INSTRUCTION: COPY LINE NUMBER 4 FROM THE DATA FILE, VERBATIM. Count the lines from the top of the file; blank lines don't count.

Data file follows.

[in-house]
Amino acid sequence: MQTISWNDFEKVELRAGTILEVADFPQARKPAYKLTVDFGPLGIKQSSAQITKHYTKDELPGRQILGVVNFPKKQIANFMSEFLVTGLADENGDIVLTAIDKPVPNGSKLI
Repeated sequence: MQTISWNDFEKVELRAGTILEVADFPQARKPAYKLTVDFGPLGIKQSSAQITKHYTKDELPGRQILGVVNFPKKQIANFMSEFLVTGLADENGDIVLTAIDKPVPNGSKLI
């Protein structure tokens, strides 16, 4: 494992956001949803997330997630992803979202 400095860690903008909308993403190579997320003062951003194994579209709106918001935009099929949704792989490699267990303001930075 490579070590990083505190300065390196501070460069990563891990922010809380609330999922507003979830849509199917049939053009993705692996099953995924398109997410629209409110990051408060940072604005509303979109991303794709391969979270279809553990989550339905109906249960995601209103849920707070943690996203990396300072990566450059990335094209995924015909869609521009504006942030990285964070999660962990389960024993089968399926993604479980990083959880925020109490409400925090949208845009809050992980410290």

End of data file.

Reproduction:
């Protein structure tokens, strides 16, 4: 494992956001949803997330997630992803979202 400095860690903008909308993403190579997320003062951003194994579209709106918001935009099929949704792989490699267990303001930075 490579070590990083505190300065390196501070460069990563891990922010809380609330999922507003979830849509199917049939053009993705692996099953995924398109997410629209409110990051408060940072604005509303979109991303794709391969979270279809553990989550339905109906249960995601209103849920707070943690996203990396300072990566450059990335094209995924015909869609521009504006942030990285964070999660962990389960024993089968399926993604479980990083959880925020109490409400925090949208845009809050992980410290």